Coconut oil may have properties like a natural antibiotic that renders some viruses, bacteria and fungi inactive. The work of Mary G. Enig, a biochemist who also has a doctorate in nutritional sciences, is often referenced by coconut oil enthusiasts. Enig says that the body uses an ingredient in coconut oil to make the disease-fighting substance monolaurin. (Read her speech “Health and Nutritional Benefits From Coconut Oil”). Infants use breast milk to make monolaurin, which keeps them from getting certain infections.

However, the FDA has strict guidelines for validating the health benefits of foods and drugs, and told MSN Health & Fitness that the administration “has not been petitioned to review claims for coconut oil.” More strongly, the Department of Health and Human Services sends warning letters to Web sites that market coconut-oil products based on therapeutic claims.

Reality Check

The assertion that coconut oil can cure hypothyroidism appears to be untrue.

The idea that coconut oil could cure an underactive thyroid was promoted in a 2003 article in Woman’s World  magazine as well as other materials on coconut oil; however, the sources for these pieces have been questioned. According to experts at Mayo Clinic, “there is no evidence that coconut oil stimulates thyroid function. In fact, some research suggests that coconut oil may have a negative impact on the thyroid.”

Reality Check

The debate on coconut oil continues …

Used in moderation and in its virgin, unprocessed form, coconut oil may ultimately be revealed as a harmless, neutral food. But the dust is still settling on this battlefield.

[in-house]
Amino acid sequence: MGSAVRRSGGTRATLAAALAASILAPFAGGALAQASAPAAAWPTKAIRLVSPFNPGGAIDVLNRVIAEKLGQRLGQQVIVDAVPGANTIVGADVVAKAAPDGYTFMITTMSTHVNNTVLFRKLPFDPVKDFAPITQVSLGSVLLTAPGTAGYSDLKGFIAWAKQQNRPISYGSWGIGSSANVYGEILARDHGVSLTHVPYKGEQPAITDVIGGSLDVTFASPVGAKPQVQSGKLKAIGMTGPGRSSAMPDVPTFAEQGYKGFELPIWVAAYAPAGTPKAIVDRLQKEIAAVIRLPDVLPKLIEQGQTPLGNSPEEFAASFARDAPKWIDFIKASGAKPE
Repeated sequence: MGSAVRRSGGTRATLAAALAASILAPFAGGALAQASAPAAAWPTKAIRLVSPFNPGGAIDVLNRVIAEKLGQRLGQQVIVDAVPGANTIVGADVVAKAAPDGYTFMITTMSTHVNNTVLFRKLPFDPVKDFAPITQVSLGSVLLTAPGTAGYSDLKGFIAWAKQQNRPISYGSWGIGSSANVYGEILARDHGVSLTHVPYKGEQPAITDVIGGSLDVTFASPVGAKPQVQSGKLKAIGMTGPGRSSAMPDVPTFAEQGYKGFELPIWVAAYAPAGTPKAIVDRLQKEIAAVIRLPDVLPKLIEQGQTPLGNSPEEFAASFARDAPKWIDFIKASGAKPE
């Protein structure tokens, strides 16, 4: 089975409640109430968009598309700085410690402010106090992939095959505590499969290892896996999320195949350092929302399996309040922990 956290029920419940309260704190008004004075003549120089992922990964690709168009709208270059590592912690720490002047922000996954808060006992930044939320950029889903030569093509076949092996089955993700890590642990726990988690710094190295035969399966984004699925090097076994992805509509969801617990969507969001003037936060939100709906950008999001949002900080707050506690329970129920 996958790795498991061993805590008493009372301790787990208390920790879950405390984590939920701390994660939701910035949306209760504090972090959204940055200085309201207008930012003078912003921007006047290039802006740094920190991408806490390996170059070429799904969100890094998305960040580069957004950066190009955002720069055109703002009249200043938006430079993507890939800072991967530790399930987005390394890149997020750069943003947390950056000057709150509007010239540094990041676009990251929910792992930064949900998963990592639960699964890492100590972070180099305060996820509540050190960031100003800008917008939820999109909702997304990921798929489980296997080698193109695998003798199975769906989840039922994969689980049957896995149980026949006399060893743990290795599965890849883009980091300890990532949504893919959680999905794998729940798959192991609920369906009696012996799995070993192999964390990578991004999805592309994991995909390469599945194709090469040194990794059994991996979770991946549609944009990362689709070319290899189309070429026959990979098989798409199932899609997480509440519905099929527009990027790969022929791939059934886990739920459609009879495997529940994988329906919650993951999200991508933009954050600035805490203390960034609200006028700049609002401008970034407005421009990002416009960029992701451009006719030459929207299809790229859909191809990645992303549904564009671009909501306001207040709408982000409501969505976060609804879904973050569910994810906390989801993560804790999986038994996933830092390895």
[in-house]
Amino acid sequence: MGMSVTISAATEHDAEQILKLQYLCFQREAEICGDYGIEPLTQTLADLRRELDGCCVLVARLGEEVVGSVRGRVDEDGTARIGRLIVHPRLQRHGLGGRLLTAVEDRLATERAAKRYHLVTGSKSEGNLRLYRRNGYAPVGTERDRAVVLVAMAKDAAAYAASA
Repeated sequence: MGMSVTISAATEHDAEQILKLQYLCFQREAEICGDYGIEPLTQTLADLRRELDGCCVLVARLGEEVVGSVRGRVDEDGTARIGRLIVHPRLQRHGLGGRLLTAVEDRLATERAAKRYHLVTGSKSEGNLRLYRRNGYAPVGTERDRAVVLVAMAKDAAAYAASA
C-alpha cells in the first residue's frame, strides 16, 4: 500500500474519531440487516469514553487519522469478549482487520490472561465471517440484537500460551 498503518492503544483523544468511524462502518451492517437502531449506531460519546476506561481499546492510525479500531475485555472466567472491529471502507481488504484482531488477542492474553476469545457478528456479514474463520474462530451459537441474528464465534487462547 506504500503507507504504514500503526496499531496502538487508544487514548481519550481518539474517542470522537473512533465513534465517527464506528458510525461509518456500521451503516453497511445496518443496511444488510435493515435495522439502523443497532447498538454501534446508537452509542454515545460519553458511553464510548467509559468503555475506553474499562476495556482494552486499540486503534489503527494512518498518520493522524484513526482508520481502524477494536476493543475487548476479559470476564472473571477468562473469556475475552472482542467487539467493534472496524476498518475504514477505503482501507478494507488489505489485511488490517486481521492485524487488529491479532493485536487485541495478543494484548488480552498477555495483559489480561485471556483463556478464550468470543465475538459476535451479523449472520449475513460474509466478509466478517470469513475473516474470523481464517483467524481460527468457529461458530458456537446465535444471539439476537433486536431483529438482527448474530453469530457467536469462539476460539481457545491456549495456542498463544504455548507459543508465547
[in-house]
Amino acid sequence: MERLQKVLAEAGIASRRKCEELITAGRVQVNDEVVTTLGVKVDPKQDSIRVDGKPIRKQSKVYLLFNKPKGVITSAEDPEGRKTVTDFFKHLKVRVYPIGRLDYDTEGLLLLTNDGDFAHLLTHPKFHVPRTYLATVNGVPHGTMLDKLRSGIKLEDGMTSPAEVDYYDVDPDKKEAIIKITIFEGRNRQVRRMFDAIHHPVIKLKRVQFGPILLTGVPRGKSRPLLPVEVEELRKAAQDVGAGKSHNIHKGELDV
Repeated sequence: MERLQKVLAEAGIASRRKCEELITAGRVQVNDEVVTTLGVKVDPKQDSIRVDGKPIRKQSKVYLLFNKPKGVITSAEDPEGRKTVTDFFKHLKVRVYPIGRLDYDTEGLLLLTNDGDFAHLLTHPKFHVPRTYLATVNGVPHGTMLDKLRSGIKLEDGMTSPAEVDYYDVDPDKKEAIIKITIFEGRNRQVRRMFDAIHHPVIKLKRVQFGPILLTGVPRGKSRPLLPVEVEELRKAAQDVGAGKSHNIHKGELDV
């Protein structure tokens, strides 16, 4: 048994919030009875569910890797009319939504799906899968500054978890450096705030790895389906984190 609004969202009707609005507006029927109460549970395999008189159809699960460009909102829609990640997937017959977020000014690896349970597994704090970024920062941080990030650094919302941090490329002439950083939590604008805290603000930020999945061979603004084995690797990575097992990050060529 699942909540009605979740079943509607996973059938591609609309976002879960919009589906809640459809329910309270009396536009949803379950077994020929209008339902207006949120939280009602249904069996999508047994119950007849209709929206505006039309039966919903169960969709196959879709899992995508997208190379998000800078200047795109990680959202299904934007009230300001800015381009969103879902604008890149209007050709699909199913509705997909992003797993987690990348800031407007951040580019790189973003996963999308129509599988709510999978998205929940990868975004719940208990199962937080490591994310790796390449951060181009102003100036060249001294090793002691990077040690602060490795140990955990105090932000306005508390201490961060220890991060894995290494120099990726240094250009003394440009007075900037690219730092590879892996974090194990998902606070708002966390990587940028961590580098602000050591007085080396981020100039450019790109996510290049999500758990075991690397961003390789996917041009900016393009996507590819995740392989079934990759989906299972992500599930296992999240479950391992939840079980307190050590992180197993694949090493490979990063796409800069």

Reality Check: Coconut Oil” has been reviewed for accuracy by MSN Health & Fitness nutrition expert Keecha Harris, Dr.P.H., R.D., president of Harris and Associates.



  1. Felicissima said,

    November 14, 2008 at 5:28 am

    Yes Jadin!…Same here!…

  2. Jadin said,

    November 12, 2008 at 8:58 pm

    After having read both sides carefully I’m going looking for cocnut oil. I can’t help but remember all the ‘wonderful’ drugs and health benefits promoted by the medical and pharmateutical communities, and how every healthy natural choice was condemned. They’ve been wrong almost always! Given their track record it makes my choice easy. Coconut oil for me!

  3. felicissima said,

    October 28, 2008 at 1:37 pm

    Thanks Phil on this comment. Actually, based on a local survey in the Philippines, people in my province, Bicol, have better health condition because of coconut usage. We have a variety of food using this nut and its milk especially. We love vegetables cooked with coconut milk.

  4. Phil said,

    October 28, 2008 at 2:14 am

    Coconut Oil is the healthiest oil on the planet. Just because it contains saturated fats, natural and unadulterated mind you, doesn’t make it bad. Adulterating fats, producing trans fatty acids and hydrogenated fats, is what constitutes the real danger. If you want to do your body a big favor then use coconut oil, unadulterated of course.

  5. felicissima said,

    August 29, 2006 at 12:55 pm

    guys, i know you no longer have time browsing the net looking for health info. so for your benefit, i copied this from MSN Health & Fitness. just click on the hyperlinks for more info about it. OK?!